Minnesota George Floyd Protests Could Worsen Coronavirus Outbreak Disproportionately Impacting Minorities, Officials Warn

Minnesota health care officials are warning that continued protests in Minneapolis may ultimately lead to a spike in COVID-19 cases, particularly among minorities.

Minnesota Health Commissioner Jan Malcolm said Thursday that while people are justifiably angry about the death of George Floyd while in custody of Minneapolis police officers, they should also be careful.

"People are moved to want to speak and to want to gather in solidarity and in protest, and we certainly honor and respect that right," Malcolm said in a Star Tribune report. "As we know, large gatherings do pose a risk in any epidemic, but certainly where we stand today with the state of COVID-19 spread in our community."

Minneapolis Protests
Stephen Maturen/Getty

Minnesota health officials reported 35 new deaths on Thursday from COVID-19, raising the total number of deaths to 967.

Since the start of the COVID-19 pandemic, Hennepin County and Minneapolis—one of the most impacted communities in the state—there have been 7,540 cases of the new coronavirus, resulting in 565 deaths, according to the Johns Hopkins University tracker.

The COVID-19 pandemic, which has disproportionately impacted the elderly, has also disproportionately impacted the black community.

According to the Minnesota Department of Health, the African American population accounts for about 29 percent of confirmed COVID-19 cases in the state, while whites account for 35 percent of confirmed new coronavirus cases.

Other ethnic groups, such as Hispanics accounted for 19.2 percent of the COVID-19 cases, while ethnic groups classified as unknown accounted for 25 percent of the state's positive cases.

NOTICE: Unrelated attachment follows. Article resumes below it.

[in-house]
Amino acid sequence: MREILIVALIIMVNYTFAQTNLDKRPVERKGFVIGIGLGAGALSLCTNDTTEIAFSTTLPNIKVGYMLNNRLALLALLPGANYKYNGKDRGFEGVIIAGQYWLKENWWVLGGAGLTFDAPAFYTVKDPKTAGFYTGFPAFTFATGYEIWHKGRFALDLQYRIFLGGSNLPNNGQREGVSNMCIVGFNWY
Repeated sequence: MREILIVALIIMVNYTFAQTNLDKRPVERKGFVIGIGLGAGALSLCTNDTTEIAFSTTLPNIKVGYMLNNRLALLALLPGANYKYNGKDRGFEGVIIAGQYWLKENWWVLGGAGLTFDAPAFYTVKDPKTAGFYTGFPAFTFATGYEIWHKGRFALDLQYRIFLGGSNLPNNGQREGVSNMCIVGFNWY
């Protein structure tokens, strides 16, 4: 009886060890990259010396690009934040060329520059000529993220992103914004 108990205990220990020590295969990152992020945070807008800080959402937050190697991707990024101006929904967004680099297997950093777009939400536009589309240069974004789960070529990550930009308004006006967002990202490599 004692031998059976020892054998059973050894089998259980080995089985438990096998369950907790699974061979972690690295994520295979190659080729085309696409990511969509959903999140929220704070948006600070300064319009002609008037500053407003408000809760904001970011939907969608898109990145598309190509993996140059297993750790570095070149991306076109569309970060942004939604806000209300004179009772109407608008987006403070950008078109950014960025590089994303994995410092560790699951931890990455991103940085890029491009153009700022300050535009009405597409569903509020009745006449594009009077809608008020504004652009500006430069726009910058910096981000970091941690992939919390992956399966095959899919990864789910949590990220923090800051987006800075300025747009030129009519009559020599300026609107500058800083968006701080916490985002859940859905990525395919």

Minneapolis Protests
Protesters march through the street on May 28, 2020 in downtown Minneapolis, Minnesota. Police and protesters continued to clash for a third night after George Floyd was killed in police custody on Monday. health care officials warn the larger than normal crowds could cause a spike in coronavirus cases. Stephen Maturen/Getty

"Communities of color are facing multiple devastations with disproportionate financial and health impacts from the COVID-19 pandemic, in addition to the ongoing trauma of deeply entrenched racial bias," Penny Wheeler, Allina Health's chief executive told the Star Tribune.

Angry protesters took to the streets this week demanding justice for Floyd, 46, who was arrested Monday for allegedly passing a counterfeit $20 at a Cup Foods supermarket. Officers were called to the scene and arrested Floyd.

Video of the arrest showed former Minneapolis Police Officer Derek Chauvin kneeling on Floyd's neck during the arrest, with Floyd repeatedly telling officers that he couldn't breathe. Later, he appears to lose consciousness, though Chauvin continues to kneel on his neck.

More protesters are expected to arrive in Minneapolis—many from out of state—to take part in weekend demonstrations. Malcolm said the large crowds will most certainly add to the number of COVID-19 cases.

"It's certainly going to be a factor in what happens in our outbreak and our case counts," she said in an MPR report.

Minnesota Senator Amy Klobuchar took to her Twitter page on Friday morning to call for calm and an end to the violence.

"Our community is hurting. Hurting for justice and charges for George Floyd. Vandalism must stop," Klobuchar said, adding that a full-scale investigation by the Department of Justice of the Minneapolis Police Department.

The DOJ, the U.S. Attorney's Office, and the FBI field office in Minneapolis announced Thursday that the agencies had launched an investigation into the actions leading up to Floyd's death, in order to determine if police violated Floyd's civil rights.